Dr. Norman Borlaug was overdue for the honor of a Congressional Gold Medal for many reasons. Portions of the opinion of President Bush as expressed at the award ceremony on July 17 are provided here along with paraphrase of opinions from Borlaug himself about what he now terms the "Gene" Revolution.

Norman Borlaug claims the Green Revolution was the predecessor to the "Gene" Revolution that stands to equal, if not exceed, the Green Revolution of the 20th century. He pointed to such examples as the following in writing an editorial for the Wall Street Journal:

  • Since 1996, the planting of genetically modified crops developed through biotechnology has spread to about 250 million acres from about five million acres around the world, with half of that area in Latin America and Asia; this has increased global farm income by $27 billion annually.

  • Ag biotechnology has reduced pesticide applications by nearly 500 million pounds since 1996; in each of the last six years, biotech cotton saved U.S. farmers from using 93 million gallons of water in water-scarce areas, 2.4 million gallons of fuel, and 41,000 person-days to apply the pesticides they formerly used.
  • Herbicide-tolerant corn and soybeans have enabled greater adoption of minimum-tillage practices; no-till farming has increased 35 percent in the United States since 1996, saving millions of gallons of fuel, perhaps one billion tons of soil each year from running into waterways, and significantly improving moisture conservation as well.
  • Improvements in crop yields and processing through biotechnology can accelerate the availability of biofuels; while the current emphasis is on using corn and soybeans to produce ethanol, the long-term solution will be cellulosic ethanol made from forest industry by-products and products.

President Bush highlighted Borlaug's accomplishments and passion as follows:

"Ours is a land of hope and promise and compassion. And we see that compassion and promise in the man we honor today-a farm boy, educated in a one-room schoolhouse, who left the golden fields of Iowa to become known as 'The man who fed the world.'

"Many have highlighted Norman Borlaug's achievements in turning ordinary staples such as wheat and rice into miracles that brought hope to millions. I particularly appreciated the story about a former Vice President, and fellow Iowan, named Henry Wallace, who once came to observe Norman's grain experiments up close. The Vice President looked around, and then asked why a good Iowa boy like Norman wasn't working on something to do with corn.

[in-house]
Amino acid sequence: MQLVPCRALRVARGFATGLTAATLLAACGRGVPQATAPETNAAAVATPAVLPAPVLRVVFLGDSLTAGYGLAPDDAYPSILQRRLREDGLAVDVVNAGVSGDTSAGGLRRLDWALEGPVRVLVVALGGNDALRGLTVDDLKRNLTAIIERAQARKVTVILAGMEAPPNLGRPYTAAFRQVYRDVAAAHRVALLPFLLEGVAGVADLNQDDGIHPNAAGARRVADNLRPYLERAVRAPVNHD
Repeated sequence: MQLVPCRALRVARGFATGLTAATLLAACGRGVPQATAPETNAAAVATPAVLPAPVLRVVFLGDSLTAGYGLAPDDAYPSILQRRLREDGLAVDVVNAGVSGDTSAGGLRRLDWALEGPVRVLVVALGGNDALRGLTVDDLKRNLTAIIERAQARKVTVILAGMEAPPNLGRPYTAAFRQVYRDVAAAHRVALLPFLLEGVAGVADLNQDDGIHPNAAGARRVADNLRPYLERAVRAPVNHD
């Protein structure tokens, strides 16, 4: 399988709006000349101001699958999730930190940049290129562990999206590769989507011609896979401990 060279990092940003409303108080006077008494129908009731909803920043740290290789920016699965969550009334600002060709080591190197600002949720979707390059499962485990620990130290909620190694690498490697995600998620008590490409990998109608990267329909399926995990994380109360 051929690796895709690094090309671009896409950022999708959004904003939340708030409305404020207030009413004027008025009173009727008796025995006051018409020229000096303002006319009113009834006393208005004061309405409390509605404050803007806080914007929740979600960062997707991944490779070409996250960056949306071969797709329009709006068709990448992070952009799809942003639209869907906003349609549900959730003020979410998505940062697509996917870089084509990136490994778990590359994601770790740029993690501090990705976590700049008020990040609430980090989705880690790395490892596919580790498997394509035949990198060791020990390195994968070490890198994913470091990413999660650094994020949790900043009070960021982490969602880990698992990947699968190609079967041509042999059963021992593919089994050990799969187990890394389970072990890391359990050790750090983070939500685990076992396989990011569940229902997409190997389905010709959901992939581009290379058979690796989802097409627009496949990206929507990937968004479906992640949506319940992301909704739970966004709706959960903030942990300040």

"Norman Borlaug's life has taken him from laboratories in America and Mexico to dusty villages throughout the developing world. He has consulted with presidents and prime ministers in important countries like Pakistan and India. He's helped inspire students at Texas A&M, where an institute bearing his name is dedicated to completing his life's work. To this day Norman leads an active life-listen to a friend, who said that Norman spends half his year in Texas, half his year in Mexico-and the other half wherever else he's needed. That is interesting math. I was going to say that I bet some of us wish we could use that kind of math during the budget process here in the Capitol. I'm afraid sometimes we do.

"What that friend meant was that Norman Borlaug has lived his life with urgency. He has long understood that one of the greatest threats to global progress is the torment of human hunger. And we've seen that plague haunt history many times. Famine in the mid-1800s forced hundreds of thousands of Irish citizens to take a sad and desperate journey to America-and turned the Atlantic Ocean into what an Irish poet called 'a bowl of bitter tears.' More than a century later, wrenching images of emaciated children in Ethiopia rallied the world to the tragedy of famine. Hunger continues to cast its miserable shadow across much of the developing world-robbing villages of children, and forcing human beings to make desperate and daily searches for food and clean water.

"Wealthy and prosperous nations have a moral obligation to help poor and struggling people find their own paths to progress and plenty. To whom much is given, much is required, and we've been given a lot here in America. It's the calling of our conscience, and it's a compelling national interest. A quote that Dr. Borlaug made reference to when he received the Nobel Prize says it well: 'You can't build peace on empty stomachs.'

"In the past half-century, we have seen a glimpse of the world that is yet to come. Since the end of the World War II, the advance of trade and technology has lifted hundreds of millions of people out of poverty. That's really the triumph of human liberty stretching across natural boundaries. It is a tribute to innovation and entrepreneurship. And these are the characteristics that can be found in the very best of our citizens, such as the man we honor today.

"When Dr. Borlaug received the Presidential Medal of Freedom from one of my predecessors, Gerald Ford, the citation noted that Norman's work 'has pushed back the shadow of hunger on this planet and given us precious time to force its final retreat.' That final retreat will come only as long as we hold in our hearts the revolutionary spirit of men like Norman Borlaug, whose Green Revolution brought hope to troubled corners of the world, where grateful villagers still praise his name.

"The most fitting tribute we can offer this good man is to renew ourselves to his life's work, and lead a second Green Revolution that feeds the world, and today we'll make a pledge to do so."